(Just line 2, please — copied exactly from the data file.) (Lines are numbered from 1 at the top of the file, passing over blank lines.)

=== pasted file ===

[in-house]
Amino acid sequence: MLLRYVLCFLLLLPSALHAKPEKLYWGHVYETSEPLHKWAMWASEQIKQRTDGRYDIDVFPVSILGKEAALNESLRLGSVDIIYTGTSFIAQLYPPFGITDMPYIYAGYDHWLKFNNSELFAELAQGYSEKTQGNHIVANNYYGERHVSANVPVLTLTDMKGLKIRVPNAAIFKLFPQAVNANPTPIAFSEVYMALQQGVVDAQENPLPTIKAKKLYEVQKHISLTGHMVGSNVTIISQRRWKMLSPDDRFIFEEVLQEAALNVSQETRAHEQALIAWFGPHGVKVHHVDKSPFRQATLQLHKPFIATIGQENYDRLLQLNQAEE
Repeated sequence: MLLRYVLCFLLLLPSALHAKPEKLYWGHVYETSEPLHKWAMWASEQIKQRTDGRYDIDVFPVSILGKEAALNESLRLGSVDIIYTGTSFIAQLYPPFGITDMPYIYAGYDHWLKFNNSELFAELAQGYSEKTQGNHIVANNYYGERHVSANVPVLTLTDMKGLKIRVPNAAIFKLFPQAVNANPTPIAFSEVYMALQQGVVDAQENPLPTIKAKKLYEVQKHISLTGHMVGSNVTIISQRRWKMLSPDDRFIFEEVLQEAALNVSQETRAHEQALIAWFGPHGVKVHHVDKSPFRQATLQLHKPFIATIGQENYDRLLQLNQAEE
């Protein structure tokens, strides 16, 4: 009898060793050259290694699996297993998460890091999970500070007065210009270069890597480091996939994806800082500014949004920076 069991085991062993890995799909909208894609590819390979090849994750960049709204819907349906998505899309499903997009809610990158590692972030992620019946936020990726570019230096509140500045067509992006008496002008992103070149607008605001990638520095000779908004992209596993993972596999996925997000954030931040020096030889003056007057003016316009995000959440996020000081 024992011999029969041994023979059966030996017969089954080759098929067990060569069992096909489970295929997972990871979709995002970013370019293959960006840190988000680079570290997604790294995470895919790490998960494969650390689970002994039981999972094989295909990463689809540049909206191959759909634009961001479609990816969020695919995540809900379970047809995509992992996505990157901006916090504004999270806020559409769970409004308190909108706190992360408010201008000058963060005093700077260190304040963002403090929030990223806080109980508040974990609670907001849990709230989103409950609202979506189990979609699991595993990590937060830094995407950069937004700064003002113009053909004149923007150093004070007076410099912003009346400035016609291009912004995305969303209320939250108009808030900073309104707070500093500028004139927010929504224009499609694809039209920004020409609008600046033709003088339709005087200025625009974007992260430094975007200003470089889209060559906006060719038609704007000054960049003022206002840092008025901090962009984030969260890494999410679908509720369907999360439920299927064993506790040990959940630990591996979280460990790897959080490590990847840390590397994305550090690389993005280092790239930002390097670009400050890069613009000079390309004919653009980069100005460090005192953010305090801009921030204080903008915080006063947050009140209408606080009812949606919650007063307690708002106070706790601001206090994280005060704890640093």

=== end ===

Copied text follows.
Amino acid sequence: MLLRYVLCFLLLLPSALHAKPEKLYWGHVYETSEPLHKWAMWASEQIKQRTDGRYDIDVFPVSILGKEAALNESLRLGSVDIIYTGTSFIAQLYPPFGITDMPYIYAGYDHWLKFNNSELFAELAQGYSEKTQGNHIVANNYYGERHVSANVPVLTLTDMKGLKIRVPNAAIFKLFPQAVNANPTPIAFSEVYMALQQGVVDAQENPLPTIKAKKLYEVQKHISLTGHMVGSNVTIISQRRWKMLSPDDRFIFEEVLQEAALNVSQETRAHEQALIAWFGPHGVKVHHVDKSPFRQATLQLHKPFIATIGQENYDRLLQLNQAEE